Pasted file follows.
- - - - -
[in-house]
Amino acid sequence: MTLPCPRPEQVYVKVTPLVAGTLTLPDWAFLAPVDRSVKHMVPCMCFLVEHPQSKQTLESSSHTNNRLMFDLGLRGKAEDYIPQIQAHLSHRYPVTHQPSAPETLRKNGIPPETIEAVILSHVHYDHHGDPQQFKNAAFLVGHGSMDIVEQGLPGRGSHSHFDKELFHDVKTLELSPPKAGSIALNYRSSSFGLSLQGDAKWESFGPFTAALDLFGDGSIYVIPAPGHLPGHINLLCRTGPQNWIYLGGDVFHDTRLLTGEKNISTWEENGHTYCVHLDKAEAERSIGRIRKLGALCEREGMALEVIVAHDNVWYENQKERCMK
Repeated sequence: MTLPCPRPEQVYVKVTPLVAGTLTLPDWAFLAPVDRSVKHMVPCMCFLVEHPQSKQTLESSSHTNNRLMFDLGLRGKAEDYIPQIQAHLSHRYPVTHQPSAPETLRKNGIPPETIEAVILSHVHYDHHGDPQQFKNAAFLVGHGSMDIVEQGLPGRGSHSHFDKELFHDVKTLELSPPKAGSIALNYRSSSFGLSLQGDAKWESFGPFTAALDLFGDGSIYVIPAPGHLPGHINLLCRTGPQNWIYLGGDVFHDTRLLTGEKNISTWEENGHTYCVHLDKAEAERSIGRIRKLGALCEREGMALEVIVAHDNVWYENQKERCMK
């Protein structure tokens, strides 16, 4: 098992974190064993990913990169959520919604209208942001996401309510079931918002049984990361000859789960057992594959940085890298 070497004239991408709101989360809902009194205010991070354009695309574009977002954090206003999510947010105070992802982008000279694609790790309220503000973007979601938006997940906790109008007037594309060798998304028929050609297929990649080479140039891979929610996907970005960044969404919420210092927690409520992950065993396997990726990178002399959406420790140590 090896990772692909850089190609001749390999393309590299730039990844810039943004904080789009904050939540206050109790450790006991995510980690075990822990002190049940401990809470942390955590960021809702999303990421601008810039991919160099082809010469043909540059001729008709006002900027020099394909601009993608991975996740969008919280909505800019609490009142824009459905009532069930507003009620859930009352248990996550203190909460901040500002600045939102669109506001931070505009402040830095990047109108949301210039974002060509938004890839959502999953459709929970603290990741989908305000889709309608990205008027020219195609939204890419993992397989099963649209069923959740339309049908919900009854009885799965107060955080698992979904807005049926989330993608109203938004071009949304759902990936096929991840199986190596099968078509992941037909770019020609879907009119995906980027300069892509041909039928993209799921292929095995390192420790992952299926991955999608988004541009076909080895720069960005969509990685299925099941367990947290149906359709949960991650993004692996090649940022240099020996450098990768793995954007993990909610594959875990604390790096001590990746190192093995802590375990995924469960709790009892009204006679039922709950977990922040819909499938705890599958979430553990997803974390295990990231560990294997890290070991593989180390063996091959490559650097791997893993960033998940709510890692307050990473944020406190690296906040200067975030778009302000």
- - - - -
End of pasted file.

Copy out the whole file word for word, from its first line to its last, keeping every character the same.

[in-house]
Amino acid sequence: MTLPCPRPEQVYVKVTPLVAGTLTLPDWAFLAPVDRSVKHMVPCMCFLVEHPQSKQTLESSSHTNNRLMFDLGLRGKAEDYIPQIQAHLSHRYPVTHQPSAPETLRKNGIPPETIEAVILSHVHYDHHGDPQQFKNAAFLVGHGSMDIVEQGLPGRGSHSHFDKELFHDVKTLELSPPKAGSIALNYRSSSFGLSLQGDAKWESFGPFTAALDLFGDGSIYVIPAPGHLPGHINLLCRTGPQNWIYLGGDVFHDTRLLTGEKNISTWEENGHTYCVHLDKAEAERSIGRIRKLGALCEREGMALEVIVAHDNVWYENQKERCMK
Repeated sequence: MTLPCPRPEQVYVKVTPLVAGTLTLPDWAFLAPVDRSVKHMVPCMCFLVEHPQSKQTLESSSHTNNRLMFDLGLRGKAEDYIPQIQAHLSHRYPVTHQPSAPETLRKNGIPPETIEAVILSHVHYDHHGDPQQFKNAAFLVGHGSMDIVEQGLPGRGSHSHFDKELFHDVKTLELSPPKAGSIALNYRSSSFGLSLQGDAKWESFGPFTAALDLFGDGSIYVIPAPGHLPGHINLLCRTGPQNWIYLGGDVFHDTRLLTGEKNISTWEENGHTYCVHLDKAEAERSIGRIRKLGALCEREGMALEVIVAHDNVWYENQKERCMK
């Protein structure tokens, strides 16, 4: 098992974190064993990913990169959520919604209208942001996401309510079931918002049984990361000859789960057992594959940085890298 070497004239991408709101989360809902009194205010991070354009695309574009977002954090206003999510947010105070992802982008000279694609790790309220503000973007979601938006997940906790109008007037594309060798998304028929050609297929990649080479140039891979929610996907970005960044969404919420210092927690409520992950065993396997990726990178002399959406420790140590 090896990772692909850089190609001749390999393309590299730039990844810039943004904080789009904050939540206050109790450790006991995510980690075990822990002190049940401990809470942390955590960021809702999303990421601008810039991919160099082809010469043909540059001729008709006002900027020099394909601009993608991975996740969008919280909505800019609490009142824009459905009532069930507003009620859930009352248990996550203190909460901040500002600045939102669109506001931070505009402040830095990047109108949301210039974002060509938004890839959502999953459709929970603290990741989908305000889709309608990205008027020219195609939204890419993992397989099963649209069923959740339309049908919900009854009885799965107060955080698992979904807005049926989330993608109203938004071009949304759902990936096929991840199986190596099968078509992941037909770019020609879907009119995906980027300069892509041909039928993209799921292929095995390192420790992952299926991955999608988004541009076909080895720069960005969509990685299925099941367990947290149906359709949960991650993004692996090649940022240099020996450098990768793995954007993990909610594959875990604390790096001590990746190192093995802590375990995924469960709790009892009204006679039922709950977990922040819909499938705890599958979430553990997803974390295990990231560990294997890290070991593989180390063996091959490559650097791997893993960033998940709510890692307050990473944020406190690296906040200067975030778009302000």